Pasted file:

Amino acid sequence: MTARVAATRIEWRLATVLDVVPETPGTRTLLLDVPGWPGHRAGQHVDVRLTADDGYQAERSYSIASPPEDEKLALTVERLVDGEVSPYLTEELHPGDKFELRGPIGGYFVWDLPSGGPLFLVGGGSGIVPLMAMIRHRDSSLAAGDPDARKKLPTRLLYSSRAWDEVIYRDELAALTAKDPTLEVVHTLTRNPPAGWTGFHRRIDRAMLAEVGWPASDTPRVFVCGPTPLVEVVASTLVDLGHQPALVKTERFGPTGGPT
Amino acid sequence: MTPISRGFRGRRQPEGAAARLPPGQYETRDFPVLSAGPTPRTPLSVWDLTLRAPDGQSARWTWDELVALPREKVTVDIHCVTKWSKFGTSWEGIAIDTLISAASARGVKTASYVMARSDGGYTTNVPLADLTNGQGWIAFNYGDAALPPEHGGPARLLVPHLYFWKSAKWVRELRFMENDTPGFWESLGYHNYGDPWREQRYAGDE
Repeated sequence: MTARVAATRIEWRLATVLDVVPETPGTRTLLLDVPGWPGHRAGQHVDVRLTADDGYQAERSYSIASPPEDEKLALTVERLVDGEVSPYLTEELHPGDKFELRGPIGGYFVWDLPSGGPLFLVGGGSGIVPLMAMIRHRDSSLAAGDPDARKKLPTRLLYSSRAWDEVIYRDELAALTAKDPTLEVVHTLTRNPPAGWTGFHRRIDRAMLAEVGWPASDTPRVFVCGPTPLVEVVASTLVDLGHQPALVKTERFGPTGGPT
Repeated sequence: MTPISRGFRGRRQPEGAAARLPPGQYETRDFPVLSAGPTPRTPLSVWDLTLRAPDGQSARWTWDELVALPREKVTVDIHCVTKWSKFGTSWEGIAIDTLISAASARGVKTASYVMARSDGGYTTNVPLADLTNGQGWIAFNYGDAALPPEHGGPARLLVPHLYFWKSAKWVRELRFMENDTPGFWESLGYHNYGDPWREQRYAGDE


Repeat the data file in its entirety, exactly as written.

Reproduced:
Amino acid sequence: MTARVAATRIEWRLATVLDVVPETPGTRTLLLDVPGWPGHRAGQHVDVRLTADDGYQAERSYSIASPPEDEKLALTVERLVDGEVSPYLTEELHPGDKFELRGPIGGYFVWDLPSGGPLFLVGGGSGIVPLMAMIRHRDSSLAAGDPDARKKLPTRLLYSSRAWDEVIYRDELAALTAKDPTLEVVHTLTRNPPAGWTGFHRRIDRAMLAEVGWPASDTPRVFVCGPTPLVEVVASTLVDLGHQPALVKTERFGPTGGPT
Amino acid sequence: MTPISRGFRGRRQPEGAAARLPPGQYETRDFPVLSAGPTPRTPLSVWDLTLRAPDGQSARWTWDELVALPREKVTVDIHCVTKWSKFGTSWEGIAIDTLISAASARGVKTASYVMARSDGGYTTNVPLADLTNGQGWIAFNYGDAALPPEHGGPARLLVPHLYFWKSAKWVRELRFMENDTPGFWESLGYHNYGDPWREQRYAGDE
Repeated sequence: MTARVAATRIEWRLATVLDVVPETPGTRTLLLDVPGWPGHRAGQHVDVRLTADDGYQAERSYSIASPPEDEKLALTVERLVDGEVSPYLTEELHPGDKFELRGPIGGYFVWDLPSGGPLFLVGGGSGIVPLMAMIRHRDSSLAAGDPDARKKLPTRLLYSSRAWDEVIYRDELAALTAKDPTLEVVHTLTRNPPAGWTGFHRRIDRAMLAEVGWPASDTPRVFVCGPTPLVEVVASTLVDLGHQPALVKTERFGPTGGPT
Repeated sequence: MTPISRGFRGRRQPEGAAARLPPGQYETRDFPVLSAGPTPRTPLSVWDLTLRAPDGQSARWTWDELVALPREKVTVDIHCVTKWSKFGTSWEGIAIDTLISAASARGVKTASYVMARSDGGYTTNVPLADLTNGQGWIAFNYGDAALPPEHGGPARLLVPHLYFWKSAKWVRELRFMENDTPGFWESLGYHNYGDPWREQRYAGDE